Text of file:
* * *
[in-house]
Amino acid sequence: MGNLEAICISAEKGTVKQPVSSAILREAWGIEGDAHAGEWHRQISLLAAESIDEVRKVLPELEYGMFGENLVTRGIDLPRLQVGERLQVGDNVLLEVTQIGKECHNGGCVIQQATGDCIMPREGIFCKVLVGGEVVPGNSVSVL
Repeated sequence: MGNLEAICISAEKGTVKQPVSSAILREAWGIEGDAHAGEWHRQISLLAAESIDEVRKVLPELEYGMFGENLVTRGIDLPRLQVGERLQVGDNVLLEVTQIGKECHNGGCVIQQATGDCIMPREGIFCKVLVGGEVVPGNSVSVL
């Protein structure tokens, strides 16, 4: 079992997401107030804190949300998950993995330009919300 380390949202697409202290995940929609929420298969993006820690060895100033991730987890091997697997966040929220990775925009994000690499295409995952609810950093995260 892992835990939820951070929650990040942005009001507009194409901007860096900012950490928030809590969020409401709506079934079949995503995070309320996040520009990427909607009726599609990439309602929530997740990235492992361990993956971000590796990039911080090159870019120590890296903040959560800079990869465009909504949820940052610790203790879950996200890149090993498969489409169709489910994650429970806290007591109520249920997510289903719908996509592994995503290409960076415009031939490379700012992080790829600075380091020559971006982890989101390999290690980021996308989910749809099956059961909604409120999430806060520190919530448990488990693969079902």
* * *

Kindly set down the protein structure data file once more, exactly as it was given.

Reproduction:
[in-house]
Amino acid sequence: MGNLEAICISAEKGTVKQPVSSAILREAWGIEGDAHAGEWHRQISLLAAESIDEVRKVLPELEYGMFGENLVTRGIDLPRLQVGERLQVGDNVLLEVTQIGKECHNGGCVIQQATGDCIMPREGIFCKVLVGGEVVPGNSVSVL
Repeated sequence: MGNLEAICISAEKGTVKQPVSSAILREAWGIEGDAHAGEWHRQISLLAAESIDEVRKVLPELEYGMFGENLVTRGIDLPRLQVGERLQVGDNVLLEVTQIGKECHNGGCVIQQATGDCIMPREGIFCKVLVGGEVVPGNSVSVL
């Protein structure tokens, strides 16, 4: 079992997401107030804190949300998950993995330009919300 380390949202697409202290995940929609929420298969993006820690060895100033991730987890091997697997966040929220990775925009994000690499295409995952609810950093995260 892992835990939820951070929650990040942005009001507009194409901007860096900012950490928030809590969020409401709506079934079949995503995070309320996040520009990427909607009726599609990439309602929530997740990235492992361990993956971000590796990039911080090159870019120590890296903040959560800079990869465009909504949820940052610790203790879950996200890149090993498969489409169709489910994650429970806290007591109520249920997510289903719908996509592994995503290409960076415009031939490379700012992080790829600075380091020559971006982890989101390999290690980021996308989910749809099956059961909604409120999430806060520190919530448990488990693969079902």